One scouting report on Seahawks sixth-round draft choice Travis Homer’s receiving ability ahead of the NFL draft stated: “Caught 37 passes over the last two seasons, rarely dropping the football. Has impressive reps on tape where he makes outstanding adjustments to the football and snatches it outside his frame. Deserved more opportunities.’’

Figure him to get those “more opportunities’’ if he makes Seattle’s roster, which he will be given every chance to do at a position that looms as one of the team’s more intriguing heading into the 2019 season.

Barring injury or something unforeseen, Seattle looks to have a stable combo at the top of its tailback depth chart in 2019 with Chris Carson and Rashaad Penny.

Each will catch their share of passes — Carson had one of the best catch percentages on the team last year with 20 receptions in 24 targets.

But in keeping with the way the Seahawks have configured their offense throughout the Pete Carroll era, each also is ticketed to primarily play on early downs, with the Seahawks having always had a separate role for a running back who enters the game primarily on third downs and then in two-minute situations, when a good receiving back is more of a necessity.

That role now is wide open after Mike Davis’ departure to the Bears in free agency.


Davis was Seattle’s third-leading receiver last year in terms of receptions with 34, good for 214 yards and a touchdown.

Seattle currently lists only three other running backs on its roster aside from Carson, Penny and Homer: C.J. Prosise, Bo Scarbrough and undrafted free agent Adam Choice of Clemson. J.D. McKissic, who has played running back for Seattle the past two years, currently is listed as a return specialist.

Scarbrough, who signed late last season, projects mostly as an early-down back, as does Choice, who caught just 22 passes in four years at Clemson, and as a UDFA would have to beat long odds to get into the mix anyway.

McKissic might well factor into the third-down battle.

But logically, the two leading contenders appear to be Homer and Prosise, the latter of whom has one shot left to make something of what has been a mercurial and largely disappointing three-year Seahawks career.

Drafted in the third round in 2016, Prosise briefly looked like the team’s back of the future when he sparked a 31-24 victory at New England with 66 yards rushing and 87 receiving, and then the next week ripped off a 72-yard touchdown run against the Eagles in the opening minutes.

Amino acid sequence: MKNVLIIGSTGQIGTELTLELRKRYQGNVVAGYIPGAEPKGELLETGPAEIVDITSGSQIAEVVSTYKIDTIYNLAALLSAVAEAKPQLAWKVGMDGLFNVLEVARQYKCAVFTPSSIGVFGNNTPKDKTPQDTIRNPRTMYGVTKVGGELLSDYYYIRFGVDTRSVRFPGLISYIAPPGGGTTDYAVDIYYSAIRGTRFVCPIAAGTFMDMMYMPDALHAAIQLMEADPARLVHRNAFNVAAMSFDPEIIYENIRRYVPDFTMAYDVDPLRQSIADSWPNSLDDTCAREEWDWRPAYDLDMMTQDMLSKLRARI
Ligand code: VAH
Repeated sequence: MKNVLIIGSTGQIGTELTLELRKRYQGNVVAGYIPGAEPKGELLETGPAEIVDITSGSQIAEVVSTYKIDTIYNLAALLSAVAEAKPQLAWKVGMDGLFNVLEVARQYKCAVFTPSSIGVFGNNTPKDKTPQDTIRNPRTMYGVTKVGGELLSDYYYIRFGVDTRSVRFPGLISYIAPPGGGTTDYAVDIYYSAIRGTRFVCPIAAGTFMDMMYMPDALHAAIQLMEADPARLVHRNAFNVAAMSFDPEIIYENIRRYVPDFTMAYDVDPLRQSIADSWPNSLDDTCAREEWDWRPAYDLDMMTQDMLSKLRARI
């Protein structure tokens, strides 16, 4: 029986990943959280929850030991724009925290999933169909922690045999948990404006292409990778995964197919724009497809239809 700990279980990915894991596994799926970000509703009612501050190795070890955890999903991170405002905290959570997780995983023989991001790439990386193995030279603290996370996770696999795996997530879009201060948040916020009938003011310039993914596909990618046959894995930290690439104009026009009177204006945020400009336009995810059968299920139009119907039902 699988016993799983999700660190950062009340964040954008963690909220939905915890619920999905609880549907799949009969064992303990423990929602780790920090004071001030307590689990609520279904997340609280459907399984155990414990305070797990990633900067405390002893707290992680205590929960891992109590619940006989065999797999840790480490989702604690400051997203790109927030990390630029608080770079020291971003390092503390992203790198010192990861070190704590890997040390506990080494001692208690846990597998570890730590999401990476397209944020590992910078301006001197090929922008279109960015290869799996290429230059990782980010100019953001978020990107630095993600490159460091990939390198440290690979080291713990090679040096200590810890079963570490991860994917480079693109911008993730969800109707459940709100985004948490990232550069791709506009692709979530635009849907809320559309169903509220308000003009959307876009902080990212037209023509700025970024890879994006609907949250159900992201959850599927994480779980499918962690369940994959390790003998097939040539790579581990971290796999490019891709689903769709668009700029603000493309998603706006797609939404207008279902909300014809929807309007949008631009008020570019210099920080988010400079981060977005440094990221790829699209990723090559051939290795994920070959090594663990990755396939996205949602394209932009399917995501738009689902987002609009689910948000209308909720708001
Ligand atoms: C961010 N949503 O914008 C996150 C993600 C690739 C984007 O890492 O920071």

But he suffered a shoulder injury in the second quarter against the Eagles, setting off a frustrating ordeal of aches and pains that has limited him to just 16 out of a possible 48 regular-season games in three years while also missing all three postseason games.


Prosise played just five games last season before the team decided to shelve him so he could have abdominal surgery to fix what had been a chronic issue.

Carroll said the surgery went well and Prosise has been taking part in the team’s offseason program.

“I love C.J.’s play,’’ Carroll said in January. “I think he’s a fantastic player. He just has that bug about staying healthy that he’s had to deal with, but he’s a terrific competitor when he’s out there so it’ll be exciting to see him back.”

But with Prosise now entering the final season of his four-year rookie deal, the Seahawks decided not to take any chances and drafted Homer, creating what could well be a two-man battle for a key offensive role.

And while first indications of all draft choices tend to be positive in rookie minicamp — put it this way, if they are not, then something has gone pretty wrong — Homer appeared to show over the weekend he will be what the Seahawks had hoped.

The Seahawks used Homer in a variety of different roles out of the backfield, including at one point sending him on a deep wheel route on which he caught a pass 20 yards downfield looking pretty natural as he did.

The Seahawks also had Homer do some extra work on his receiving just to get a feel where he is, and Carroll said that also went well.


“He showed a really good sense for the game,’’ Carroll said. “He understood the offense immediately, had no problem picking things up. We did a lot of different stuff with him, running the football, route-wise, protection stuff he seemed very comfortable with, too.’’

The team also said Homer was the top-rated special-teams player on its draft board, so he figures to have a big role there, too, which by itself might all but assure he makes the 53-man roster.

Homer says it’s all fine with him.

Homer, who entered the draft after three years at Miami and won’t turn 21 until Aug. 7, said the third-down role is just fine but he also likes being a physical runner, an attitude that surely helps with special-teams play.

He likes the same in his entertainment.

Homer is a big fan of Anime, specifically Naruto and Dragon Ball Z, but said that shouldn’t be misconstrued.

“You all are going to think I’m kidding or something but I like the physicality of Anime,’’ he told reporters Sunday. “You all think this is like kid’s cartoons. Nah. This is some real stuff going on here.’’


What also seems clear is he’s ready for the battle in Seattle’s backfield.

Seahawks sign first four rookies

The signing of draft choices is pretty much a formality these days with all rookies getting standard four-year deals with salaries slotted via where they were selected, all determined by the league’s collective bargaining agreement.

Seattle got the first four contracts out of the way Monday, signing second-round choice Marquise Blair, fourth-rounders Phil Haynes and Ugo Amadi and fifth-rounder Ben Burr-Kirven.

Blair gets a contract worth up to $6.24 million with a bonus of $2.56 million; Haynes gets $3.21 million with a bonus of $690,880; Amadi $3.17 million and $645,192 and Burr-Kirven $2.86 million and $342,196. All figures are via